The power of music in second language learning

Source: Ryan McGuire from Pixabay

Music, as one of the fine arts, has its own status among its fans, and the influential and contributing role of music in various areas of life is undeniable. In language learning, music has been linked to better linguistic performance and is used as a tool to enhance language learning. Recent research has shown that ”happy” background music positively influences second language learners’ accuracy and fluency. In this blog post, the effective role of music in the language learning process will be discussed from three standpoints: culture, stress, and motivation.


It is known that exposure to a culture plays an important role in the process of learning the language of that culture. Moreover, an important element to any culture is, of course, its music. Music opens doors to cultures. In my teaching profession, as a teacher of both general English courses and ESP (English for Specific Purposes) courses, I have seen students benefiting from music in their language learning. In the case of elementary-level students, many of them claimed that it was the English music and their interest in singing English songs, listening to them, learning from them, and also relating to the culture that brought them to language schools. In my ESP classes I saw the same trend. In this context, as most of the learners were at either an intermediate or advanced level of English proficiency, they didn’t solely point to the educational feature of English songs, but they mentioned that through English music and songs they gained a better understanding of the target culture and developed a of sense of belonging with the language.


At times, some of my students have said that listening to music in general, especially background music, lowered their stress level while studying and before tests. This is an indicator of how powerful music is at reducing tension and anxiety and putting students in a more relaxed state. Using music as a way to create a state of relaxation is nothing new. In language pedagogy, music has already been implemented into a method called Suggestopedia, which has emerged based on the therapeutic nature of music in decreasing stress. The kind of music chosen in the development of this method was Baroque music, as it could put the brain in alpha mode, which  research shows is conducive to both enhanced learning and stress reduction. This method, like all the others, has its own advocates and critics. However, many of my students who had no idea about the research in this area highly advocate the effective role of music. In particular, background music can be highly effective not just in their English-learning process but in learning processes in general.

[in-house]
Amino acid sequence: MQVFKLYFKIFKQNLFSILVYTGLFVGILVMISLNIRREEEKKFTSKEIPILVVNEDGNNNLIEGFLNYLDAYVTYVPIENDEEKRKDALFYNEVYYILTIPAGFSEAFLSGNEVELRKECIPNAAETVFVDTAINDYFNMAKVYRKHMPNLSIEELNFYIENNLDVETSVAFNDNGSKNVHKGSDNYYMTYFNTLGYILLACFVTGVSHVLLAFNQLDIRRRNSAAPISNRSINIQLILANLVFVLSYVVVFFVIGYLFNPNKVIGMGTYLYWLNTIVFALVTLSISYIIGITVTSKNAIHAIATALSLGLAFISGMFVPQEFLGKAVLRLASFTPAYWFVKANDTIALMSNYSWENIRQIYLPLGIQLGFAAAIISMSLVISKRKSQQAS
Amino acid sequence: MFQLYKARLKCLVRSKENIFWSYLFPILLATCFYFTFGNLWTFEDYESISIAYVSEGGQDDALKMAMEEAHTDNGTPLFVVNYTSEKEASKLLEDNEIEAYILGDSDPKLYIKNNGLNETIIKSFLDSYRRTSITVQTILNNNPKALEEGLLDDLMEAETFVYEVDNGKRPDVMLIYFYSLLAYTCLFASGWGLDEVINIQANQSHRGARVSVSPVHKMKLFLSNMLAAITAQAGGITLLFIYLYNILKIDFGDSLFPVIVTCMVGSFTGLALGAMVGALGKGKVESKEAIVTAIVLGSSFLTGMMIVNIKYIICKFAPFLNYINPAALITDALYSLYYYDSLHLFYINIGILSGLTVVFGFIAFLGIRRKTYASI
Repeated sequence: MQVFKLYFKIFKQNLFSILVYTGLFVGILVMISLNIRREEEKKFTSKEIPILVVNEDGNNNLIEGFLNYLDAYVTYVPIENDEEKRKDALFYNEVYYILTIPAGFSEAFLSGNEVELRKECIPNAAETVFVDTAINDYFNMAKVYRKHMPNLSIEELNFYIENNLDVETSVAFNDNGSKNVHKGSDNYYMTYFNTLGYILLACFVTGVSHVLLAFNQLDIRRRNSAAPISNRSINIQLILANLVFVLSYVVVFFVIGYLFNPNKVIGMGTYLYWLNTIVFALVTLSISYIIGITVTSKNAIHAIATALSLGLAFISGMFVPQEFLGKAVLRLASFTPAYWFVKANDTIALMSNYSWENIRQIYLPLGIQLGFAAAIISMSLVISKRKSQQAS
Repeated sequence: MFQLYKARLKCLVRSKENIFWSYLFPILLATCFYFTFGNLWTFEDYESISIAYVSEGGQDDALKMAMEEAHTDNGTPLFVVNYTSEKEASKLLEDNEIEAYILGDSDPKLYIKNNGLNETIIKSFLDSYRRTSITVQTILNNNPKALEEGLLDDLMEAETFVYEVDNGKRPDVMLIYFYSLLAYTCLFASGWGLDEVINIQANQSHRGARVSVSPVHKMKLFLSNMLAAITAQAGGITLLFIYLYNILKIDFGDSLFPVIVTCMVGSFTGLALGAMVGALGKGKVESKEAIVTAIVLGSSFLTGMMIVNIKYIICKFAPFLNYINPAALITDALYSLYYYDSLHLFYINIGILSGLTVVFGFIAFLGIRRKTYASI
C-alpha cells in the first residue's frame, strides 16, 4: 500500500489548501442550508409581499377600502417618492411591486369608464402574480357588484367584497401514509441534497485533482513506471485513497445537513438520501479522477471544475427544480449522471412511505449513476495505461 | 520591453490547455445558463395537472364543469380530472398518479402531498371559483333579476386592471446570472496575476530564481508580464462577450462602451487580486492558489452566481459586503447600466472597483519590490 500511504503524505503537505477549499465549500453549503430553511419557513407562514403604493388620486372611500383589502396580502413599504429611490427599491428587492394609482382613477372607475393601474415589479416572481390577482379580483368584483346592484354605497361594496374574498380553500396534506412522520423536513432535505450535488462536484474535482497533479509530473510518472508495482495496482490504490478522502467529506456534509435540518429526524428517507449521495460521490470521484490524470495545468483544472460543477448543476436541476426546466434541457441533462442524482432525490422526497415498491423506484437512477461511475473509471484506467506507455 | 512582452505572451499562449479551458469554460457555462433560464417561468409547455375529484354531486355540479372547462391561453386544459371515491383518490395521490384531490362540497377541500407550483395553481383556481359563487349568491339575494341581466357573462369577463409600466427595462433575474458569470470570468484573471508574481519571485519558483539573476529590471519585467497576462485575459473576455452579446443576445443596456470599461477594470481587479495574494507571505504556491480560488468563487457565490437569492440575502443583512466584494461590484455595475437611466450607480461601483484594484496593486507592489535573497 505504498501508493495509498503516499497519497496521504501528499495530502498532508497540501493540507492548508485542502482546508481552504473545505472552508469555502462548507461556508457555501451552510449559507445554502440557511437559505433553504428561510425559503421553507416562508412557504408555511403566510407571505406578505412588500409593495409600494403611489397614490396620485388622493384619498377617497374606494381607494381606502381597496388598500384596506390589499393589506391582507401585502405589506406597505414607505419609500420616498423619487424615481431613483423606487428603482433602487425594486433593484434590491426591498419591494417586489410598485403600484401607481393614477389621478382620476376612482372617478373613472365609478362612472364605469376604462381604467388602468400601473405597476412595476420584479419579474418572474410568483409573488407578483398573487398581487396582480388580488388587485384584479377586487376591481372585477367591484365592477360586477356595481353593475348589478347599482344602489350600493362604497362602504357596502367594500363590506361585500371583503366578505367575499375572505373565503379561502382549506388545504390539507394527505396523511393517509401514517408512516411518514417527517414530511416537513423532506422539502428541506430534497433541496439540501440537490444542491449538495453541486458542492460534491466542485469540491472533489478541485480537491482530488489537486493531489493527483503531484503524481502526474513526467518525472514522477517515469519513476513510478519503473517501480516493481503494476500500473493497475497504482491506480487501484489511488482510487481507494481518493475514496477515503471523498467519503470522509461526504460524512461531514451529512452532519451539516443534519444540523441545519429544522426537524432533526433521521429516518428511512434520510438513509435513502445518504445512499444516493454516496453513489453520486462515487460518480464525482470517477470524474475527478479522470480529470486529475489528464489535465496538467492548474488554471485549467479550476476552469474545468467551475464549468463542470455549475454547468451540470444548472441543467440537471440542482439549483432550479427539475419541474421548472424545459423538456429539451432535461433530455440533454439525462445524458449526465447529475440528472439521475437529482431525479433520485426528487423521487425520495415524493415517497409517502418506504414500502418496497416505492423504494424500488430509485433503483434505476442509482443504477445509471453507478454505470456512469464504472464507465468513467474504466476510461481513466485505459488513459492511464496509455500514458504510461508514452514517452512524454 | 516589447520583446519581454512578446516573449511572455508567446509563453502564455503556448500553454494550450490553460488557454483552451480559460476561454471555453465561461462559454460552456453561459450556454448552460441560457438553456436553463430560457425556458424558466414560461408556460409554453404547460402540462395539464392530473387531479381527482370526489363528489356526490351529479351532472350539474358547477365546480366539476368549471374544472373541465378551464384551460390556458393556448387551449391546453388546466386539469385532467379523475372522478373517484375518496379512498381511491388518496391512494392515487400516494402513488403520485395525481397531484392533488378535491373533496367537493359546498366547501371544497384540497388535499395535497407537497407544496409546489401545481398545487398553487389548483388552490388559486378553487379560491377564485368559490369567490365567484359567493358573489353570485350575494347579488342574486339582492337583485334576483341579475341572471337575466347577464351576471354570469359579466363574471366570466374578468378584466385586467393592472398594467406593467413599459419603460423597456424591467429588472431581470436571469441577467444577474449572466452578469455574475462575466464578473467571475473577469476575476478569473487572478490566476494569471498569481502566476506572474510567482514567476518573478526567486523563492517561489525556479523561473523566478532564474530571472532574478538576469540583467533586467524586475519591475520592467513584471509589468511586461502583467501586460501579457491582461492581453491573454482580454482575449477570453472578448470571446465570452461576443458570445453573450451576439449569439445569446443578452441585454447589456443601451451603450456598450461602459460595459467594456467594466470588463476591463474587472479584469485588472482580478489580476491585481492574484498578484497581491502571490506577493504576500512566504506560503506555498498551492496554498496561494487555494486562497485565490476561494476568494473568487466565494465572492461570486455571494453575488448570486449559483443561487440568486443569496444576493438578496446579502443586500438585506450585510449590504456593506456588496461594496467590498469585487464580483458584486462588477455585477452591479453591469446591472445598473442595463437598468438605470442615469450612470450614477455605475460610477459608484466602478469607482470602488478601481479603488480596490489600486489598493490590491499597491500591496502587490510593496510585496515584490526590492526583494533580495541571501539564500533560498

Another important role of music is in motivating learners. Almost all learners can be motivated by their favourite song or singer to learn the language of that song. Although it is important to note that this effect is more significant among younger learners, whose passions include music. I have spoken with students who shared with me their dream of becoming a great musician or a singer;  they knew learning English was an important step on the journey toward that dream. Alternatively, some students have little familiarity with English music. In this case, introducing them to various genres, musicians and lyrics were incentives for them to keep up with the lessons and the whole learning process. It is amazing to see how just one singer can cause many young learners to get excited about English lessons! This clearly shows how music can be used as a motivating tool for language learners.

In short, music, as one of the fine arts, has been proven to enrich our quality of life in many ways. It is very interesting that when applied in language pedagogy, its contributing effects extend beyond the educational realm, and move forward to be a tool for cultural awareness and stress reduction.

Reading Resources

Teaching by Principles: An Interactive Approach to Language Pedagogy, by H. Brown

Principles of Language Learning and Teaching by H. Brown

The Influence of Happy and Sad Background Music on Complexity, Accuracy, and Fluency of Second-language Speaking, by Varnosfaderani, Shahnazari, and Dabaghi

Greetings from the bottom of the heart of an educator. I’m Setareh and I have tried to be an agent for change through being an EFL/ESL instructor for over ten years now: change from uncertainty to assurance. I studied English Literature and went on to continue my studies in TEFL. As a learning facilitator, trying to empower learners and helping them get control over their learning pursuit is what I feel passionate about. I like sharing my teaching and learning experiences with my passionate fellows through writing as well. My area of professional interest is writing- be it blogging, short story, translation, or content writing. I see writing as a blue bird of some sci-fi movies with many wings. My writing wings are amazing books, moving movies, great company, healthy food, and physical and mental exercise.


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